BORN ANEW TO A LIVING HOPE: A Commentary on I and II Peter, by Robert H. Mounce; Eerdmans Publishing Company, 1982; 157 pp., $4.95 (paper). (Reviewed by Prof. H. Hanko)
The author is president of Whitworth College, Spokane, Washington and has authored other books, chiefly commentaries or books in the field of Biblical studies.
One can do worse than purchase this commentary if one is studying the two epistles of Peter. The book takes a conservative stance throughout and gives a generally sound explanation of the two epistles. Even some of the more difficult passages in these two epistles are well explained. Though very brief, the commentary is helpful in an understanding of the text.
The one weakness of the book is the failure of the author to take a strong stand on the doctrines of sovereign grace and eternal predestination. We quote a couple of passages to demonstrate this.
The final clause of 2:8 (“whereunto they were also appointed”—a passage which speaks so strongly of sovereign reprobation, H.H.) does not say that man’s disobedience was destined but that his stumbling as a result of disobedience was determined beforehand. Phillips translates, “which make stumbling a foregone conclusion.”
God has not yet returned to gather His own and bring punishment on the ungodly because He is patient with you, not wanting anyone to perish, but everyone to come to repentance.
God is long-suffering. Although the wickedness of man calls for immediate action, God restrains His righteous anger and postpones judgment. The reason is simple: He does not want anyone to perish. Here is the true nature of God. He loves mankind and wants everyone to accept that love. Men perish because they are unwilling to let go of their sin. In the sacrifice of Jesus God did everything He could for the salvation of man. The unconditional offer of eternal life is extended to all men, but each must freely accept. No one is lost because God has willed it. Paul writes to Timothy with crystal clarity, “God . . . wants all men to be saved and to come to a knowledge of the truth.”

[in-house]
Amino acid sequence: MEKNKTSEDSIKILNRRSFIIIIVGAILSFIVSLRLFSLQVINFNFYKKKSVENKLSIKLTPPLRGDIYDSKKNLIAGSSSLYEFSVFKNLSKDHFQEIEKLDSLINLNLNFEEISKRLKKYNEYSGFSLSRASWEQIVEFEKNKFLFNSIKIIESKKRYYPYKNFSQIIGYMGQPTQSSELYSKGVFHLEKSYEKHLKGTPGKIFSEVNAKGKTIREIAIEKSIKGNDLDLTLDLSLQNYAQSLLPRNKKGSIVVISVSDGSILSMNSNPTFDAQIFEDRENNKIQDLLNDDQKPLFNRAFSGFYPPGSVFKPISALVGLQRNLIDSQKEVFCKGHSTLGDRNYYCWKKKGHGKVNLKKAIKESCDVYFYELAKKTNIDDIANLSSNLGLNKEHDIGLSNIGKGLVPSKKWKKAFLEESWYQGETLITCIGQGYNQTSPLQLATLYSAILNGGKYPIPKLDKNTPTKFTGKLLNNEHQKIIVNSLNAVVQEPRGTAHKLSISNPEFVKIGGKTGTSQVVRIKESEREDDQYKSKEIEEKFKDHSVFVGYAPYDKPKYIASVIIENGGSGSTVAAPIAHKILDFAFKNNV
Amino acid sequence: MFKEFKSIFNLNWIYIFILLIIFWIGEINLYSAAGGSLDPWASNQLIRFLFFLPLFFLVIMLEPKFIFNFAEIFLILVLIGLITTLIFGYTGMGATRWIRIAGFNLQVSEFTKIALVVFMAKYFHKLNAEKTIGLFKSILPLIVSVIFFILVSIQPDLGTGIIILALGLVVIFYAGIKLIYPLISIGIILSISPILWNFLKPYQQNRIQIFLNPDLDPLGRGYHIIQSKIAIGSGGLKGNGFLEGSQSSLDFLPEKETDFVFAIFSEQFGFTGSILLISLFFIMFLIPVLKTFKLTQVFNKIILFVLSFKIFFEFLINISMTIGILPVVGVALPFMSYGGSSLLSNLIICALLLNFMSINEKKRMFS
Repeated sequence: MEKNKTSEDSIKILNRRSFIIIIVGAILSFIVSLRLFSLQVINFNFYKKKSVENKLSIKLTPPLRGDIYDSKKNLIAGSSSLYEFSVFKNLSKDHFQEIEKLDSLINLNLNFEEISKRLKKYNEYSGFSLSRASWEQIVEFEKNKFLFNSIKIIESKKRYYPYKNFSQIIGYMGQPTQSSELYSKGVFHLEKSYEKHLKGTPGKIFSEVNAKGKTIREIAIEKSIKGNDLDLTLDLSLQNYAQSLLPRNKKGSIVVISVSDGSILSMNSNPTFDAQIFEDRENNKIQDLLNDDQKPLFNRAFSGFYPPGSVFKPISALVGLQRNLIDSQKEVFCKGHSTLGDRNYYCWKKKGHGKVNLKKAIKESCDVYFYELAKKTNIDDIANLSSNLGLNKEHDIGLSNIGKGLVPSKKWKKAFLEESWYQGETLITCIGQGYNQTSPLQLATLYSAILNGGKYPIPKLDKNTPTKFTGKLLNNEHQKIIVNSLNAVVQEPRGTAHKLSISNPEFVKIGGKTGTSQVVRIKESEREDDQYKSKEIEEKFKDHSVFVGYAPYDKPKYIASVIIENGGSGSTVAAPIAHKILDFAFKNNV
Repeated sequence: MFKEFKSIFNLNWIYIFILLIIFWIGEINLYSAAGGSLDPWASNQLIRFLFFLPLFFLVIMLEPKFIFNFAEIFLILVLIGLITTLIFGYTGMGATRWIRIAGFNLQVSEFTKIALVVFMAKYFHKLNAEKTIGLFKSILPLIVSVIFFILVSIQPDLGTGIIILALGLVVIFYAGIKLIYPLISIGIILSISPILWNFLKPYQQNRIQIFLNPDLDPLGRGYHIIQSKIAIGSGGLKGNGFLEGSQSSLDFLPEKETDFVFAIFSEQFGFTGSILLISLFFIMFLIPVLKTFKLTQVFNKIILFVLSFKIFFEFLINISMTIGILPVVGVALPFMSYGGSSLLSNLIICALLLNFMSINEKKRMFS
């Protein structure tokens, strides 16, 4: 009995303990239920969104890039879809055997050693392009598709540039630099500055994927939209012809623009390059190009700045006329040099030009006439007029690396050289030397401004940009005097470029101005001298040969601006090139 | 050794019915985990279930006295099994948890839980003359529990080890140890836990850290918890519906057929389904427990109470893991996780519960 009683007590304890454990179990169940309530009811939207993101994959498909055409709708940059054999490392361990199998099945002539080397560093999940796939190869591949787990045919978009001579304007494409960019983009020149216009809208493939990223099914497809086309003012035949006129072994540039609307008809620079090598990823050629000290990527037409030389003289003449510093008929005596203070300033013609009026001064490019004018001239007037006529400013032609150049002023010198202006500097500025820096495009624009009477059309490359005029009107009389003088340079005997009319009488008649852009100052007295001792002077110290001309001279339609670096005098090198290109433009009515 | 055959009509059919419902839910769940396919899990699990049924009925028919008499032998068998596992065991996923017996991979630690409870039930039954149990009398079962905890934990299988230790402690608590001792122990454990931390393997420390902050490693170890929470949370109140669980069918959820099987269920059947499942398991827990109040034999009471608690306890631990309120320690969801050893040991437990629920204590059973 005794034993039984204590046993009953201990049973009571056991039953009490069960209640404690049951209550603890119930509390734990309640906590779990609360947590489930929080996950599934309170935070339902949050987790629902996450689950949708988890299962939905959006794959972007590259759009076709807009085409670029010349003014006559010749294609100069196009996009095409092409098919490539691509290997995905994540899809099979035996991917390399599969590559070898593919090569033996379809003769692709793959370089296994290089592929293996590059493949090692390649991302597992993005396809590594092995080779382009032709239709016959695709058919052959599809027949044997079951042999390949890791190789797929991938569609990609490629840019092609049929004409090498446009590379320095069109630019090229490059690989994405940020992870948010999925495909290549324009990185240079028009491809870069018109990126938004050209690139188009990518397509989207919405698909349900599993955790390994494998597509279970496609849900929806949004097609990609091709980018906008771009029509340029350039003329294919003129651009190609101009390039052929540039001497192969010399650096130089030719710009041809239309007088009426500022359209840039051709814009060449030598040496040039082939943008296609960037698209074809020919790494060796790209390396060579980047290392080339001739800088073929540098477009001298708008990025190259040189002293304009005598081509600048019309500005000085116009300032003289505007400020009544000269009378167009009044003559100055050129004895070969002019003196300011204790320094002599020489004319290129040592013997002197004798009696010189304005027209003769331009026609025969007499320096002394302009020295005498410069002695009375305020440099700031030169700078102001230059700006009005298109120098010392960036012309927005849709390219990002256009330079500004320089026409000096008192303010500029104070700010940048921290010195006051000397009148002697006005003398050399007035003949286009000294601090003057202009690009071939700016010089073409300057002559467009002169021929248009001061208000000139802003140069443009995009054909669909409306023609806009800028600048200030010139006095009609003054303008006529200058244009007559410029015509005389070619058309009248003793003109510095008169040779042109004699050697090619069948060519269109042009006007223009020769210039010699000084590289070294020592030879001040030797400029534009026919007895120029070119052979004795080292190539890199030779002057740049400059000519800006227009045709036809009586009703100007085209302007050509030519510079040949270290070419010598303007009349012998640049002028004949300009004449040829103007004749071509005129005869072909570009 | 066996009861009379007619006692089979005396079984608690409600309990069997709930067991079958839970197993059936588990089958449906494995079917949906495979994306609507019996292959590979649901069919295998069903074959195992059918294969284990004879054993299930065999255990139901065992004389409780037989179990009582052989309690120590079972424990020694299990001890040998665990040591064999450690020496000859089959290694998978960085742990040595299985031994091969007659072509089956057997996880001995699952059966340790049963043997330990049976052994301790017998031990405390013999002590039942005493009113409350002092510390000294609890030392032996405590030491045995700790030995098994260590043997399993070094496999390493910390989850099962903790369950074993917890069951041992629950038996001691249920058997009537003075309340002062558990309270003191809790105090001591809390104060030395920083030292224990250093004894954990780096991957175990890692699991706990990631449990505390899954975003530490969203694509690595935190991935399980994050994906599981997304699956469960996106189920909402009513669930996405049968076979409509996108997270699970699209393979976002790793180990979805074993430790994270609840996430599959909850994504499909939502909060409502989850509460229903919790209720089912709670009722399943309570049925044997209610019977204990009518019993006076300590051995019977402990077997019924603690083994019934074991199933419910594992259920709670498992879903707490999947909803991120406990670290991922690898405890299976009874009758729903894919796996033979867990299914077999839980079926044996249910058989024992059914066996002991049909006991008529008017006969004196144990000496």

So the commentary must be read with caution, but much benefit can be made from it in a study of these two important epistles.
THE GOD THEY NEVER KNEW: The Tragedy of Religion Without Relationship, by George Otis, Jr.; Mott Media, 1982; 244 pp., $5.95, (paper). (Reviewed by Prof. H. Hanko)
The blurb which came with the book reads:
Otis stresses that the naked essence of Christianity is a personal love relationship. A theology one cannot .live, he says, is a misfit . . . good only for dogma (and dogma that is good for very little!) In six years of personal study, the author has written a handbook on livable or experiential theology—one that relates the major Bible doctrines to the living God-man affair. He links theology to living and experiencing a Christian life, not merely mouthing empty phrases. Otis restores to our great God many of His true and lovable characteristics which various modern day theological concepts have obscured.
Hopefully, says Otis, the truth in these pages will free readers to worship God in a new dimension. It must be truth that unlocks the doors of revelation, for there is no other way.
Mr. Otis is president of Issachar, a Christian research corporation.